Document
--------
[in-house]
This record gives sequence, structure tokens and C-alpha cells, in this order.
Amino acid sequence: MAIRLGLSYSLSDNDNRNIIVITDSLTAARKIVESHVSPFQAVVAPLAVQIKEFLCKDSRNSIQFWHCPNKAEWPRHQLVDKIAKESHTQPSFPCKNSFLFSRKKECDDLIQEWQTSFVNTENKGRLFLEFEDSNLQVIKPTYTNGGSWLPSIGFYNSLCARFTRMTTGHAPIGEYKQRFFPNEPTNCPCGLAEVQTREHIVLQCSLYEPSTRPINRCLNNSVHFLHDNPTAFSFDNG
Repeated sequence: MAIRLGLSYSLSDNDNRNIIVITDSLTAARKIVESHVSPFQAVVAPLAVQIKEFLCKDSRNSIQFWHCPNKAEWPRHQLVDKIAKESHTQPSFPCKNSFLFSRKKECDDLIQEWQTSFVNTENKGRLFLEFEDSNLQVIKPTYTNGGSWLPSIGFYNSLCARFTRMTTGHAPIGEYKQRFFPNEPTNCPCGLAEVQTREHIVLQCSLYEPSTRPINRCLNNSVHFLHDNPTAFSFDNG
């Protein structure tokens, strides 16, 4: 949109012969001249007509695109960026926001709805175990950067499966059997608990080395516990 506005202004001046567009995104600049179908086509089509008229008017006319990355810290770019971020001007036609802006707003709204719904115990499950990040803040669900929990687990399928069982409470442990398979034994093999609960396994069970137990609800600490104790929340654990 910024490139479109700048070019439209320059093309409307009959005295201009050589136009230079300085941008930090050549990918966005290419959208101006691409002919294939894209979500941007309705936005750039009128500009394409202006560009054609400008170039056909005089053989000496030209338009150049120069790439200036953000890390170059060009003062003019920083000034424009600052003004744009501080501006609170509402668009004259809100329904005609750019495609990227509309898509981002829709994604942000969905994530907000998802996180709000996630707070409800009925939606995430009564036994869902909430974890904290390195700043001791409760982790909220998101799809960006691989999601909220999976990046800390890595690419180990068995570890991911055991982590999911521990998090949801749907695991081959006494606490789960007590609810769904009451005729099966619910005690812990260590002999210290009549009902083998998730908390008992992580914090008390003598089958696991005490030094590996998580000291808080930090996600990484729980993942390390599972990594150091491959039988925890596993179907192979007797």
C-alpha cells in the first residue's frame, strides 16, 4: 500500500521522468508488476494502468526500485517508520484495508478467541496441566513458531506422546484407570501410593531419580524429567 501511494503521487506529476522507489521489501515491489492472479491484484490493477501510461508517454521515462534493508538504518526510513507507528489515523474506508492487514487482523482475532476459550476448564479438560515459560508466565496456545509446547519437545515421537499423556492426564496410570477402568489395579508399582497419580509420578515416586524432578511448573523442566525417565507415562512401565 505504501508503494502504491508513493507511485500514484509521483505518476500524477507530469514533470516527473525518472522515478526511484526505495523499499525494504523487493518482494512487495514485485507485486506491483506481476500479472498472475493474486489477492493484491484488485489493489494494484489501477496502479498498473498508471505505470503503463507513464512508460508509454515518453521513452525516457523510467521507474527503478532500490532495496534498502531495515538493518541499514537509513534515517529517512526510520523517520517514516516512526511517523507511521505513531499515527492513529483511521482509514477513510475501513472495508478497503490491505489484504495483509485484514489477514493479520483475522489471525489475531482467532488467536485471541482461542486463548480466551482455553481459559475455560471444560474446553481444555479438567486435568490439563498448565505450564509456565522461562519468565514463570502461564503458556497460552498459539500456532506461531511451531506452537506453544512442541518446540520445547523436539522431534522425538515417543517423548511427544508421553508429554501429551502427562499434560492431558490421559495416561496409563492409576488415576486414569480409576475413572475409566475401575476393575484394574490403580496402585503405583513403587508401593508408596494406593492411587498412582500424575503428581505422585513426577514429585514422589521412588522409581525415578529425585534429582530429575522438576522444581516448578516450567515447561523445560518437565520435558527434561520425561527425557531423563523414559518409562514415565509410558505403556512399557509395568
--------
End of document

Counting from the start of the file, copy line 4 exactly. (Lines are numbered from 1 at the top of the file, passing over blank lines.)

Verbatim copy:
Repeated sequence: MAIRLGLSYSLSDNDNRNIIVITDSLTAARKIVESHVSPFQAVVAPLAVQIKEFLCKDSRNSIQFWHCPNKAEWPRHQLVDKIAKESHTQPSFPCKNSFLFSRKKECDDLIQEWQTSFVNTENKGRLFLEFEDSNLQVIKPTYTNGGSWLPSIGFYNSLCARFTRMTTGHAPIGEYKQRFFPNEPTNCPCGLAEVQTREHIVLQCSLYEPSTRPINRCLNNSVHFLHDNPTAFSFDNG